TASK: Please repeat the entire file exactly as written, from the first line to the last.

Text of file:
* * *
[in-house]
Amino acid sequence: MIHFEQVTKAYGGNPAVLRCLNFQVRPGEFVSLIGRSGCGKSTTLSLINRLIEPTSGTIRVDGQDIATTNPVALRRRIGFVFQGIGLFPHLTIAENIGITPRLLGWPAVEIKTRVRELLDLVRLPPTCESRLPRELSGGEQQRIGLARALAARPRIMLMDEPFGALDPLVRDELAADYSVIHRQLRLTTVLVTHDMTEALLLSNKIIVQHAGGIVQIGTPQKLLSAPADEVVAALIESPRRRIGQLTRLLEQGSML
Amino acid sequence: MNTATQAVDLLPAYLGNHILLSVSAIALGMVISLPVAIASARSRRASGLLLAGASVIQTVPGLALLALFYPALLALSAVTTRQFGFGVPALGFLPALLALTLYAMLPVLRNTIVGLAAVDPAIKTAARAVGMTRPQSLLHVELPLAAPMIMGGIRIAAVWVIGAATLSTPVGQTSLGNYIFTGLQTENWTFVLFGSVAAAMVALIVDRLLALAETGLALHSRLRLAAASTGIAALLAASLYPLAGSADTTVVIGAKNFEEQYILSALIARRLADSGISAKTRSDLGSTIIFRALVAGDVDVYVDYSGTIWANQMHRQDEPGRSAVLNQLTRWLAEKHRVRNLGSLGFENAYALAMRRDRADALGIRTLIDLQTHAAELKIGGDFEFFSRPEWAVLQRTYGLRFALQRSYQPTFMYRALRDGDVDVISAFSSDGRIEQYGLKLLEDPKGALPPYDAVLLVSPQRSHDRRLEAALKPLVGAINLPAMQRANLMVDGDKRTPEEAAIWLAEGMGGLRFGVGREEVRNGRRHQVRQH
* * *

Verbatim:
[in-house]
Amino acid sequence: MIHFEQVTKAYGGNPAVLRCLNFQVRPGEFVSLIGRSGCGKSTTLSLINRLIEPTSGTIRVDGQDIATTNPVALRRRIGFVFQGIGLFPHLTIAENIGITPRLLGWPAVEIKTRVRELLDLVRLPPTCESRLPRELSGGEQQRIGLARALAARPRIMLMDEPFGALDPLVRDELAADYSVIHRQLRLTTVLVTHDMTEALLLSNKIIVQHAGGIVQIGTPQKLLSAPADEVVAALIESPRRRIGQLTRLLEQGSML
Amino acid sequence: MNTATQAVDLLPAYLGNHILLSVSAIALGMVISLPVAIASARSRRASGLLLAGASVIQTVPGLALLALFYPALLALSAVTTRQFGFGVPALGFLPALLALTLYAMLPVLRNTIVGLAAVDPAIKTAARAVGMTRPQSLLHVELPLAAPMIMGGIRIAAVWVIGAATLSTPVGQTSLGNYIFTGLQTENWTFVLFGSVAAAMVALIVDRLLALAETGLALHSRLRLAAASTGIAALLAASLYPLAGSADTTVVIGAKNFEEQYILSALIARRLADSGISAKTRSDLGSTIIFRALVAGDVDVYVDYSGTIWANQMHRQDEPGRSAVLNQLTRWLAEKHRVRNLGSLGFENAYALAMRRDRADALGIRTLIDLQTHAAELKIGGDFEFFSRPEWAVLQRTYGLRFALQRSYQPTFMYRALRDGDVDVISAFSSDGRIEQYGLKLLEDPKGALPPYDAVLLVSPQRSHDRRLEAALKPLVGAINLPAMQRANLMVDGDKRTPEEAAIWLAEGMGGLRFGVGREEVRNGRRHQVRQH